The term "mirin" is difficult to translate. It is, for example. often called "sweet cooking sake", but that is wrong. Mirin does not contain any sake and has not been fermented either.
Mirin is produced by mixing steamed glutinous rice (the type used for mochi rice cakes) on which the koji mold has been cultivated, with shochu (Japanese distilled liquor). Instead of shochu it is also possible to use brewer's alcohol. The koji transforms the starch in the rice into glucose and over a period of 40 to 60 days a delicious sweetness develops. When the mirin is ready, it contains 13.5 to 14.5% alcohol and 40 to 50% sugar. The alcohol will evaporate during cooking.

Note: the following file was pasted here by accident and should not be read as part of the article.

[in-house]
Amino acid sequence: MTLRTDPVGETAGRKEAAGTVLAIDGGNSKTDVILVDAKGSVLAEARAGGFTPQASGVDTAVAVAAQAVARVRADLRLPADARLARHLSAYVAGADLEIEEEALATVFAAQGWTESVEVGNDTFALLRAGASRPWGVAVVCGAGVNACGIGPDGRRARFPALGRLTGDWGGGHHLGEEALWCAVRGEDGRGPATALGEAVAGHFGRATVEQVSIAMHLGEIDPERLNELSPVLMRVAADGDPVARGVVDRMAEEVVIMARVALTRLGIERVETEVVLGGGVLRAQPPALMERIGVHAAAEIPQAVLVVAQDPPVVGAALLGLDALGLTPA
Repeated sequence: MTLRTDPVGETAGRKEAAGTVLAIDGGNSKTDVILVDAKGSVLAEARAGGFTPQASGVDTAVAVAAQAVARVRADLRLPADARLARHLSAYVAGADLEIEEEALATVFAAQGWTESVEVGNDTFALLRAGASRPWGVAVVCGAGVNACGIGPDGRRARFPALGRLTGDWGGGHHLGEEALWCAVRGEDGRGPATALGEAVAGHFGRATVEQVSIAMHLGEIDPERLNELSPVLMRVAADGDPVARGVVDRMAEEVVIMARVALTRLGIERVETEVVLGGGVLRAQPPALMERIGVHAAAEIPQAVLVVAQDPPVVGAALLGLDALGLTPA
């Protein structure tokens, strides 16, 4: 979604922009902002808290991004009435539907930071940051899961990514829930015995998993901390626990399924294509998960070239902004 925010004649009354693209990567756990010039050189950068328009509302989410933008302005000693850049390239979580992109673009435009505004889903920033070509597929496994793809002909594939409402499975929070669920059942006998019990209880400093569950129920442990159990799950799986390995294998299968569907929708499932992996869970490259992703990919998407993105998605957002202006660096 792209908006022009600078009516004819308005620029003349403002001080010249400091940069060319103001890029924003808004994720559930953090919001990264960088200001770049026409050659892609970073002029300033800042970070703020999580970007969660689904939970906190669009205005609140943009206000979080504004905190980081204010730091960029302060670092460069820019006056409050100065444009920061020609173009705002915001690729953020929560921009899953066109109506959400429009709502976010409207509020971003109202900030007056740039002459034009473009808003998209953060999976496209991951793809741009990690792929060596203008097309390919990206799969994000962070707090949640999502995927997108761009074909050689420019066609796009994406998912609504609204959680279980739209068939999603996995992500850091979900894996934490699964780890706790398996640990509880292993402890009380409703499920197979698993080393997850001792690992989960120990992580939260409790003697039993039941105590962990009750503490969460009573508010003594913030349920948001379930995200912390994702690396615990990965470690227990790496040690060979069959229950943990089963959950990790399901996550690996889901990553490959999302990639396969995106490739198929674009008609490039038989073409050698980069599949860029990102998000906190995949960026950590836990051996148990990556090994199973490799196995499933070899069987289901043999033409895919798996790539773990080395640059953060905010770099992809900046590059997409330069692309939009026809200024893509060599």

There are several cheap "chemical" replacements on the market, so to make clear we have to do with real mirin, it is usually called "hon-mirin." You can also recognize it by the alcohol percentage of around 14% that is always on the bottle, and the light brown color, as a thin, golden syrup. The chemical replacements are lighter colored and contain less than 1% alcohol.
Mirin possesses a refined sweet taste and a delicious aroma. It also contains lots of umami and is therefore a much more refined sweetener than ordinary sugar.
Mirin is also used as ingredient for all kinds of dip sauces for noodles, for sweetening simmered dishes, for marinades, and the sauces for kabayaki and teriyaki, as well as for glazing grilled foods. Mirin also helps to mask the strong aromas of meat or fish.
In the past, mirin was sometimes also consumed as an alcoholic drink, by adding more shochu. It is still used as ingredient in otoso, the New Year's sake that has been spiced up with a herb mixture.